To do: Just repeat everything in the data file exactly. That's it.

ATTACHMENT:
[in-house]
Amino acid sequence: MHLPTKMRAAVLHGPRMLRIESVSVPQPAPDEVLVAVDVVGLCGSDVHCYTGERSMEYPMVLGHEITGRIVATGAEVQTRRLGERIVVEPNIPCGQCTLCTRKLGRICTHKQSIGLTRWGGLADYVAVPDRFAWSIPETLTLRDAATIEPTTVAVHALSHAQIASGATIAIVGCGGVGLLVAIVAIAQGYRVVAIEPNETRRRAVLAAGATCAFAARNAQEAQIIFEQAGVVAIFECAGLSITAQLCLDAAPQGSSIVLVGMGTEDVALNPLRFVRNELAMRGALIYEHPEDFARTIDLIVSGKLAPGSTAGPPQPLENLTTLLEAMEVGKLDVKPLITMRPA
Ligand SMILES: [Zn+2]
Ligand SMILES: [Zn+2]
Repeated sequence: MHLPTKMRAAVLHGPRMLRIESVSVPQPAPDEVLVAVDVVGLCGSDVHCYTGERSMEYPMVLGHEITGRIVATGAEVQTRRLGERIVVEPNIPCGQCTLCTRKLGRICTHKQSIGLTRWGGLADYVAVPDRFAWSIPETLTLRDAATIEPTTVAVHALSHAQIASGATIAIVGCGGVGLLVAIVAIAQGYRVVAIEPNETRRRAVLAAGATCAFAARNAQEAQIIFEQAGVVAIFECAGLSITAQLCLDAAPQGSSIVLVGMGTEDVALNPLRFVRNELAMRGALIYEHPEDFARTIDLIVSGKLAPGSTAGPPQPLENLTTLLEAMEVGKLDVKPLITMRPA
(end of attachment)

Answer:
[in-house]
Amino acid sequence: MHLPTKMRAAVLHGPRMLRIESVSVPQPAPDEVLVAVDVVGLCGSDVHCYTGERSMEYPMVLGHEITGRIVATGAEVQTRRLGERIVVEPNIPCGQCTLCTRKLGRICTHKQSIGLTRWGGLADYVAVPDRFAWSIPETLTLRDAATIEPTTVAVHALSHAQIASGATIAIVGCGGVGLLVAIVAIAQGYRVVAIEPNETRRRAVLAAGATCAFAARNAQEAQIIFEQAGVVAIFECAGLSITAQLCLDAAPQGSSIVLVGMGTEDVALNPLRFVRNELAMRGALIYEHPEDFARTIDLIVSGKLAPGSTAGPPQPLENLTTLLEAMEVGKLDVKPLITMRPA
Ligand SMILES: [Zn+2]
Ligand SMILES: [Zn+2]
Repeated sequence: MHLPTKMRAAVLHGPRMLRIESVSVPQPAPDEVLVAVDVVGLCGSDVHCYTGERSMEYPMVLGHEITGRIVATGAEVQTRRLGERIVVEPNIPCGQCTLCTRKLGRICTHKQSIGLTRWGGLADYVAVPDRFAWSIPETLTLRDAATIEPTTVAVHALSHAQIASGATIAIVGCGGVGLLVAIVAIAQGYRVVAIEPNETRRRAVLAAGATCAFAARNAQEAQIIFEQAGVVAIFECAGLSITAQLCLDAAPQGSSIVLVGMGTEDVALNPLRFVRNELAMRGALIYEHPEDFARTIDLIVSGKLAPGSTAGPPQPLENLTTLLEAMEVGKLDVKPLITMRPA